Before I had my son Seb – now eight – I had an idealistic view of motherhood. But becoming a mum was overwhelming, especially when, at six days old, Seb was diagnosed with Down’s syndrome.
It was the midwife who first raised concerns, when Seb was just one day old. I had been given low risk odds at my 12- week nuchal scan so, until then, Down’s syndrome was not something I had considered. After five days of agony, his blood tests confirmed our fears.
When the doctor broke the news to my husband Simon and me, I remember looking at Seb – his beautiful, unknowing face wrapped in the hood of a white bear suit – feeling devastated. I feared the worst, and the hospital leaflets reaffirmed my anxieties.
One midwife even sat and cried on my bed when she heard the news. She made me feel having Seb was a tragedy. In reality it’s been anything but.
At first, life with a newborn was tough, but every day I fell more in love and Seb’s diagnosis become inconsequential. He was utterly enchanting and enriched my life beyond measure.
Seb has an incredible way of engaging with people and brings an air of magic wherever he goes. His younger siblings – Dominic, six, and Polly, three – adore him, but the most beautiful relationship he has is with my 100-year-old grandmother. She comes alive just for him.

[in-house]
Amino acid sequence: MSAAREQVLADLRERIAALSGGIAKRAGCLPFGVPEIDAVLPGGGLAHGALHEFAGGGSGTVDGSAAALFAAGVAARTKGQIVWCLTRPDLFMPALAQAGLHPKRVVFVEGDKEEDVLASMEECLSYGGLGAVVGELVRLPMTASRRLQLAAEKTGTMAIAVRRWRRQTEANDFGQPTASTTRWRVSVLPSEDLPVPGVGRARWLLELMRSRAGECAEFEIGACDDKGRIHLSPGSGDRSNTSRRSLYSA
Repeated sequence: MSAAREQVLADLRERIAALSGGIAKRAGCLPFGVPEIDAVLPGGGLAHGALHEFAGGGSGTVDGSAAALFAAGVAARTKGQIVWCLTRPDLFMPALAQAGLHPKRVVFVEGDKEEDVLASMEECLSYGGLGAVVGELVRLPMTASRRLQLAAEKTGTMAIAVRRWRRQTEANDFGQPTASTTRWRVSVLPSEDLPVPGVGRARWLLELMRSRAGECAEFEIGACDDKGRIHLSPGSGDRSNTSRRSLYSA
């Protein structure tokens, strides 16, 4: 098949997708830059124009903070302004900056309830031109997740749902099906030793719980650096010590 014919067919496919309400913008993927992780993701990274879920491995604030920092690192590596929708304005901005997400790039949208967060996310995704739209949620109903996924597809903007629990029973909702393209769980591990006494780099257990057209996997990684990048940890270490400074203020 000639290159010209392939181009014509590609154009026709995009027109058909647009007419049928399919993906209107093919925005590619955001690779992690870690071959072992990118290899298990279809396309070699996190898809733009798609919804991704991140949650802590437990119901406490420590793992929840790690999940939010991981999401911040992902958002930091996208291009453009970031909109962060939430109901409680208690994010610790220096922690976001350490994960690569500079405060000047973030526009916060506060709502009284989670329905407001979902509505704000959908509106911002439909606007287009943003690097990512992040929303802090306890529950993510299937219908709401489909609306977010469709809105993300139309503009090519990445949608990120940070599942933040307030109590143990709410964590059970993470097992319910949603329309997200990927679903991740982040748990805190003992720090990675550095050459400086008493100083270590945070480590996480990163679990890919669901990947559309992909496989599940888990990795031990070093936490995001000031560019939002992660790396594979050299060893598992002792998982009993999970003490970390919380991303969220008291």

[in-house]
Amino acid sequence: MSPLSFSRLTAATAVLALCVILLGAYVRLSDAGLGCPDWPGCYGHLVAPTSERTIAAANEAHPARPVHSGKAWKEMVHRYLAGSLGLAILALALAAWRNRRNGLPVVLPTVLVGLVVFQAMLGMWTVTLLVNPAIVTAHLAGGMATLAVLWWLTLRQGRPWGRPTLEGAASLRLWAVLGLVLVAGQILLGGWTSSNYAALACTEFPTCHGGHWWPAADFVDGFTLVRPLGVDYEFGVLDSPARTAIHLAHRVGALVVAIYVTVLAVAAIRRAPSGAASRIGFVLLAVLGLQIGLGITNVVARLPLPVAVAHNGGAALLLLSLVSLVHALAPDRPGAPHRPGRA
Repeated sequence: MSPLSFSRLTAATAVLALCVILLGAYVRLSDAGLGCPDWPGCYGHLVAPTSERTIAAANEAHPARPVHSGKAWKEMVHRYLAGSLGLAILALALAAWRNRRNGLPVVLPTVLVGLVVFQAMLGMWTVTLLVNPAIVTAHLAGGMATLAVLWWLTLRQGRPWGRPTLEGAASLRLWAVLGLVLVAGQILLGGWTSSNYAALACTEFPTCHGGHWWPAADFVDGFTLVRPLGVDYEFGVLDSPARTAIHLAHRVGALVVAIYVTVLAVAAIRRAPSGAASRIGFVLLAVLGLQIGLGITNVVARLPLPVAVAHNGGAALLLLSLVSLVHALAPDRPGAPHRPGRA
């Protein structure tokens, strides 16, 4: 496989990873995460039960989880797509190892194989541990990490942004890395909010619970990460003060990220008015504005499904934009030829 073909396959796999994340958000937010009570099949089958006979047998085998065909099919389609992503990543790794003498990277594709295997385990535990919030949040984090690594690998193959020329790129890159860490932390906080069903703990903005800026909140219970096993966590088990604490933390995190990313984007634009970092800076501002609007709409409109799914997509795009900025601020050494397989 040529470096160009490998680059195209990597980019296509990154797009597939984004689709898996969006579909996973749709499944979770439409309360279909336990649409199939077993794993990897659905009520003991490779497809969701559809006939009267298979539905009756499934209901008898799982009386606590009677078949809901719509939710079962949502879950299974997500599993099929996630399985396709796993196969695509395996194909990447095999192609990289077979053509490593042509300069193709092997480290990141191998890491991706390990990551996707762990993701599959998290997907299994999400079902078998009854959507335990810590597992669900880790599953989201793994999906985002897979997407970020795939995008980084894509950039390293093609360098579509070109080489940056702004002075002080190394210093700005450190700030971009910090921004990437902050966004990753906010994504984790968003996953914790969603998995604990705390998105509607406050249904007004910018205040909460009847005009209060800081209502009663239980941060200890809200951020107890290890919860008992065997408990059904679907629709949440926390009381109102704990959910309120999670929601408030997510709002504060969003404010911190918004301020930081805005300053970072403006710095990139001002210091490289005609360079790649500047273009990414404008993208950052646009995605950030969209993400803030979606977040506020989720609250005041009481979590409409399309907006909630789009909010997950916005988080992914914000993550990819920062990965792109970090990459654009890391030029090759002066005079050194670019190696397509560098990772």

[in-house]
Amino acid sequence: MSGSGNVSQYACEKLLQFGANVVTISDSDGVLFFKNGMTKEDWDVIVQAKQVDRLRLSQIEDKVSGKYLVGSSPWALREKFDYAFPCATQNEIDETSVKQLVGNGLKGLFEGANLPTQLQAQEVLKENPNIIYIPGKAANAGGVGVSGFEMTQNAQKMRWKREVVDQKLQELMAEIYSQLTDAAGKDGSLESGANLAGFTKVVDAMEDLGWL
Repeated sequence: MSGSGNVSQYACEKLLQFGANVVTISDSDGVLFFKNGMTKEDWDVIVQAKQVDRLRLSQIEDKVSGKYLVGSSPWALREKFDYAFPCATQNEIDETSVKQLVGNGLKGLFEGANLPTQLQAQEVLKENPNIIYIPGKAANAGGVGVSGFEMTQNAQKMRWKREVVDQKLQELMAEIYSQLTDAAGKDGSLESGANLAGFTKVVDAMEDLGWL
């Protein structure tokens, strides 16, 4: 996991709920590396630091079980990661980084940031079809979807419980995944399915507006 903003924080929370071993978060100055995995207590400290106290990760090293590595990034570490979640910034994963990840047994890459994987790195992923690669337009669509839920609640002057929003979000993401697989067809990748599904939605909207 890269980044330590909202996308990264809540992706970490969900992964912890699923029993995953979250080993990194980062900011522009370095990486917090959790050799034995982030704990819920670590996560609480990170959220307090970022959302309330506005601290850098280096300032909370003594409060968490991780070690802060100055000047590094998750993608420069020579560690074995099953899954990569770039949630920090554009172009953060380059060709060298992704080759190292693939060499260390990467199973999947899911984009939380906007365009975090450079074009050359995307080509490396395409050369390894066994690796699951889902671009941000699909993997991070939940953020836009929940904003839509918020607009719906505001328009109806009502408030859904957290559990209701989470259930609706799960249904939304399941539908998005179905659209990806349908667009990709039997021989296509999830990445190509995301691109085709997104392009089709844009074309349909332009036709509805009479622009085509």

One thing I found frustrating was lack of representation of children with Down’s syndrome on TV. On the day I took Seb to buy his first school uniform, I spotted a massive ‘Back to School’ ad and it hit me again: where was the representation?
That night, full of fire, I wrote a Facebook post and tagged in three major retailers. It went viral.
One of the retailers dished out generic advice, one never responded, but Marks & Spencer got in touch – and offered Seb a slot in their 2012 Christmas campaign!
A week later he was in a studio being photographed. He did such a great job that he was asked back for the TV advert.
That day was emotional, in the best of ways. To see director Jake Nava (who has worked with Beyoncé) engage with Seb was wonderful. Seb hit his cue every time. The footage perfectly captured his beaming smile and lust for life.
Seb was in his first term at his mainstream school at the time and, although he already had lots of friends, the advert gave him extra kudos. The other kids wanted to know if he was going to be on Strictly next!
When I appeared on Radio 4’s Woman’s Hour, one listener was considering a termination after having been given a high Down’s syndrome risk.
She decided to keep the baby – and now has a lovely three-year-old daughter. Having that impact spurred me to write a book about having a child with Down’s syndrome.
Eight years ago, when I was struggling to understand Seb’s diagnosis, everything I read made me feel depressed. Now I realise it needn’t have been that way.